JPMorgan announced its third quarter results today. Its traders, now hard at work back in the office, had an excellent quarter. However, they may not be paid for their pains.
Fixed income trading revenues were up 29% year-on-year in the three months to October; equities trading revenues were up 32%, both exceeding the predictions of KBW analysts who forecast rises of 25% and 8% respectively.
In the presentation accompanying its results, JPMorgan said commodities, credit and securitized products revenues were particularly strong in fixed income and that equities revenues were strong "across products", which presumably means "all products", but who knows.
Rather than making it into traders' pockets, however, stronger sales and trading revenues fed straight through to the bottom line. Net income in the corporate and investment bank (CIB) went from $2.8bn in the third quarter (Q3) of 2019, to $4.3bn in Q3 2020 - an increase of $1.5bn, which was curiously similar to the $1.5bn rise in trading revenues over the same period.
Compensation expenses were down 8% year-on-year in the quarter, even as revenues rose. JPMorgan typically states in its quarterly presentations when it's increased performance-related compensation. This time, however, it pointed ominously to: "lower structural expense as well as lower volume- and revenue-related expense."
Lower compensation spending in the CIB can't be attributed to layoffs, which resumed a few weeks ago. Headcount in the corporate and investment bank rose by 880 people between June and October, likely as a result of graduate hiring. As headcount rose and compensation spending fell, accrued pay per head fell 10% compared to Q3 2019.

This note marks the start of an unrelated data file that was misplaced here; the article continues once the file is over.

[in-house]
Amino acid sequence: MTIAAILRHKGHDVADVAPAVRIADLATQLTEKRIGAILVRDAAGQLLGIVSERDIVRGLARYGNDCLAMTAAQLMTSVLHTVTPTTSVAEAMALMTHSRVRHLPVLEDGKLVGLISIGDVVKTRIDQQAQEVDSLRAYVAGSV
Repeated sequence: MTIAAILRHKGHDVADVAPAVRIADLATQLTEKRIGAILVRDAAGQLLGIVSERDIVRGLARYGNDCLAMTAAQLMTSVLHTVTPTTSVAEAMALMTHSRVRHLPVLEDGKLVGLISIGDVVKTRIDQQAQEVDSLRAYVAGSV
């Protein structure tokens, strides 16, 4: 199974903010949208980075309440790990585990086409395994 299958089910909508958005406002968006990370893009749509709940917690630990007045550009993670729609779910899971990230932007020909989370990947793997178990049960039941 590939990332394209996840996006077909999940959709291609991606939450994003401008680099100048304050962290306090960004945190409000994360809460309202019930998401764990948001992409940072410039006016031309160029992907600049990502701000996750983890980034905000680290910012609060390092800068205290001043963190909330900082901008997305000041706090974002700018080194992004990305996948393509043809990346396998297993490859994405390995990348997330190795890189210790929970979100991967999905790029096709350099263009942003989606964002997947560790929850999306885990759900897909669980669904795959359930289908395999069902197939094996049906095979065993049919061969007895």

It's not just JPMorgan's traders who might feel miffed at not being rewarded for their performance: equity capital markets (ECM) revenues were up 42% year-on-year in the quarter, and they presumably didn't make much of an impression on bonuses either. M&A revenues, however, were down 15%.
With compensation capped, the return on equity in the CIB soared from 13% to 21%, meaning that JPMorgan's traders should at least retain their capital allocation in the coming quarter. There were signs, however, that JPMorgan remains hesitant about potential writedowns: the provision for credit losses in the CIB leapt from $2bn in Q3 2019 to $4.6bn in Q3 2020, which might explain the bank's unwillingness to lavishly compensate staff.
Following JPMorgan CEO Jamie Dimon's July warning that trading revenue growth would slow in the second half of the year, there are also signs that the bumper conditions of the first half might be dissipating: fixed income trading revenues were down 37% on the second quarter; equities trading revenues were down 16%.
Things may, however, pick up again thanks to volatility surrounding the U.S. election.
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